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The Downbeat #1322: The Bad City Edition

Chris Nicoll-USA TODAY Sports

So, a game happened last night, I guess? It's hard to keep track at this point. No, actually, the Jazz played decently in the fourth quarter, making a run to keep the game close(ish) before Dirk Nowitzki did Dirk Nowitzki things to shut the door (passing Oscar Rob

Dirk has actually had a pretty interesting history against the Jazz. It's safe to say that Utah isn't his favorite place; he notoriously once said that "Utah is a bad city," which is wrong on a few different levels. And players like Andrei Kirilenko and Matt Harping seemed to have ways of getting in Dirk's head.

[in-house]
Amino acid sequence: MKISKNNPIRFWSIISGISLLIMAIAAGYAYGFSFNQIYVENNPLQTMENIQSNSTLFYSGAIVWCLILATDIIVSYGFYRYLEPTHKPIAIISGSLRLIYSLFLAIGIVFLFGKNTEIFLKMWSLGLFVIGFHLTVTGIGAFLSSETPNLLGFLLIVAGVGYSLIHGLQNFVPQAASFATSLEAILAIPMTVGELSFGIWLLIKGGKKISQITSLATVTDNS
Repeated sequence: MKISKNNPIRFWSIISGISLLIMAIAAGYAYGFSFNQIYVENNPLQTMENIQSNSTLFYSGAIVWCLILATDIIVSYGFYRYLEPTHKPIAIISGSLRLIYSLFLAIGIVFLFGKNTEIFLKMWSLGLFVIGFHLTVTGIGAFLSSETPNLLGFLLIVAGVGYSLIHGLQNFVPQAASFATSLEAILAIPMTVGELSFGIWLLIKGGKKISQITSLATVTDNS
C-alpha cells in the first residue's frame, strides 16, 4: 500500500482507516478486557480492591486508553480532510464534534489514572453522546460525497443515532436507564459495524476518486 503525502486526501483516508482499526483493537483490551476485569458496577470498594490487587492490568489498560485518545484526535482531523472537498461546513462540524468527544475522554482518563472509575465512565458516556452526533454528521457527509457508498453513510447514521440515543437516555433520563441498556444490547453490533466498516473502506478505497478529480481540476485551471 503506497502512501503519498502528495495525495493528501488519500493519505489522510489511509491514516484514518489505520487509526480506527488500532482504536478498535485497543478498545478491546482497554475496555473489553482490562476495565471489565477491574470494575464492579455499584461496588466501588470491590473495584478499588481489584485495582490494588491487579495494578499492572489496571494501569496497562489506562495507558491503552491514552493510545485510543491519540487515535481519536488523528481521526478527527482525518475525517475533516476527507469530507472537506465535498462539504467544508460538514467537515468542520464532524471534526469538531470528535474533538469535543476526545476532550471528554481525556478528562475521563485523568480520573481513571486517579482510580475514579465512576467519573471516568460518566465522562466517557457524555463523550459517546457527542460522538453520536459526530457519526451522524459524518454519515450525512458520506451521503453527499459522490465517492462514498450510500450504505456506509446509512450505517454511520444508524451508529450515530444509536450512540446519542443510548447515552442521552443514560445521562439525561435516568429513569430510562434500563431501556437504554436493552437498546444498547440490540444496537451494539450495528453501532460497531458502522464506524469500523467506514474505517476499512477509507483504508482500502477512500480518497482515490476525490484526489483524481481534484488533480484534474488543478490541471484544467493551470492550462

These days, though, Dirk seems to have had a change of heart -- possibly because the Jazz aren't quite the same level of competition these days. On top of that, though, Dallas Morning News writer Eddie Sefko has some extra explanation on that old "bad city" quote:

For the record, Nowitzki doesn't believe Salt Lake City is a bad place any more.

But the crowds here always razz him. And he remembers the genesis of the "bad city" quote like it was yesterday, not 14 years ago.

"We come back here for Game 2 and there was like one camera guy, and he asked me, ‘So why did you guys not stay in Utah?' " Nowitzki said. "I said, ‘Well, Utah is a bad city,' meaning it's the playoffs and we shouldn't spend too much time there, it's hostile. I meant going home sleeping in my own bed is never bad.